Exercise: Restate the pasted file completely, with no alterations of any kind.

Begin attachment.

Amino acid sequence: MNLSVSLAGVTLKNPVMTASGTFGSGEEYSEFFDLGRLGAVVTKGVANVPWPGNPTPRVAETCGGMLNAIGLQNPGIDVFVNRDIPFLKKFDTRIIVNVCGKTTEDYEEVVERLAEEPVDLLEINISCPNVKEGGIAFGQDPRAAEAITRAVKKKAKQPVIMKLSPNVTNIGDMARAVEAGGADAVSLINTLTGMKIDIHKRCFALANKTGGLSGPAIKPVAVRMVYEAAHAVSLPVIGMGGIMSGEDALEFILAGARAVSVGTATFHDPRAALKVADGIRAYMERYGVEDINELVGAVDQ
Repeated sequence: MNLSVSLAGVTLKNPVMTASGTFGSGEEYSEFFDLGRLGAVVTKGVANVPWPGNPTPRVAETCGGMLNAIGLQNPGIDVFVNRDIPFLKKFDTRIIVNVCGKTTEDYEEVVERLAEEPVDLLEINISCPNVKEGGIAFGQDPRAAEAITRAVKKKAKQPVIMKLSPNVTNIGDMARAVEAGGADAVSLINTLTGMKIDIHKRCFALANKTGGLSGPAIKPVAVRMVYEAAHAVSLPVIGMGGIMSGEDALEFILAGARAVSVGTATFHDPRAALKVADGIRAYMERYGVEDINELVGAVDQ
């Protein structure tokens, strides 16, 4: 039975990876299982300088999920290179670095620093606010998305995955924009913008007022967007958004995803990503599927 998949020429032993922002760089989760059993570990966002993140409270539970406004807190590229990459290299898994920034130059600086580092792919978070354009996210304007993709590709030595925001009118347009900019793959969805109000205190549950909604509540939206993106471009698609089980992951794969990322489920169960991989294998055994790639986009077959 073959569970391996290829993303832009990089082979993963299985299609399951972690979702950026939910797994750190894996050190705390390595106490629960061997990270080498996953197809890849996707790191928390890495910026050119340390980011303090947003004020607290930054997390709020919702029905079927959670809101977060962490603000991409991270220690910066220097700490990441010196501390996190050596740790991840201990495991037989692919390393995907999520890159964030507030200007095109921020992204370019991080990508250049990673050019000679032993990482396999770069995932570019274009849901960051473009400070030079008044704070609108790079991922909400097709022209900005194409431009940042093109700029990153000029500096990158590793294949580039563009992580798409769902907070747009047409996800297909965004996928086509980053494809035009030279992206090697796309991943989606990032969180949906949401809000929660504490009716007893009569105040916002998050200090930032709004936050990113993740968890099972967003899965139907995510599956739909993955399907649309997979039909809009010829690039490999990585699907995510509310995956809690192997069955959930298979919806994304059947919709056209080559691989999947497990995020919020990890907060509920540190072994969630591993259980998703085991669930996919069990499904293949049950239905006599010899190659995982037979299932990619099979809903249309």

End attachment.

Amino acid sequence: MNLSVSLAGVTLKNPVMTASGTFGSGEEYSEFFDLGRLGAVVTKGVANVPWPGNPTPRVAETCGGMLNAIGLQNPGIDVFVNRDIPFLKKFDTRIIVNVCGKTTEDYEEVVERLAEEPVDLLEINISCPNVKEGGIAFGQDPRAAEAITRAVKKKAKQPVIMKLSPNVTNIGDMARAVEAGGADAVSLINTLTGMKIDIHKRCFALANKTGGLSGPAIKPVAVRMVYEAAHAVSLPVIGMGGIMSGEDALEFILAGARAVSVGTATFHDPRAALKVADGIRAYMERYGVEDINELVGAVDQ
Repeated sequence: MNLSVSLAGVTLKNPVMTASGTFGSGEEYSEFFDLGRLGAVVTKGVANVPWPGNPTPRVAETCGGMLNAIGLQNPGIDVFVNRDIPFLKKFDTRIIVNVCGKTTEDYEEVVERLAEEPVDLLEINISCPNVKEGGIAFGQDPRAAEAITRAVKKKAKQPVIMKLSPNVTNIGDMARAVEAGGADAVSLINTLTGMKIDIHKRCFALANKTGGLSGPAIKPVAVRMVYEAAHAVSLPVIGMGGIMSGEDALEFILAGARAVSVGTATFHDPRAALKVADGIRAYMERYGVEDINELVGAVDQ
């Protein structure tokens, strides 16, 4: 039975990876299982300088999920290179670095620093606010998305995955924009913008007022967007958004995803990503599927 998949020429032993922002760089989760059993570990966002993140409270539970406004807190590229990459290299898994920034130059600086580092792919978070354009996210304007993709590709030595925001009118347009900019793959969805109000205190549950909604509540939206993106471009698609089980992951794969990322489920169960991989294998055994790639986009077959 073959569970391996290829993303832009990089082979993963299985299609399951972690979702950026939910797994750190894996050190705390390595106490629960061997990270080498996953197809890849996707790191928390890495910026050119340390980011303090947003004020607290930054997390709020919702029905079927959670809101977060962490603000991409991270220690910066220097700490990441010196501390996190050596740790991840201990495991037989692919390393995907999520890159964030507030200007095109921020992204370019991080990508250049990673050019000679032993990482396999770069995932570019274009849901960051473009400070030079008044704070609108790079991922909400097709022209900005194409431009940042093109700029990153000029500096990158590793294949580039563009992580798409769902907070747009047409996800297909965004996928086509980053494809035009030279992206090697796309991943989606990032969180949906949401809000929660504490009716007893009569105040916002998050200090930032709004936050990113993740968890099972967003899965139907995510599956739909993955399907649309997979039909809009010829690039490999990585699907995510509310995956809690192997069955959930298979919806994304059947919709056209080559691989999947497990995020919020990890907060509920540190072994969630591993259980998703085991669930996919069990499904293949049950239905006599010899190659995982037979299932990619099979809903249309």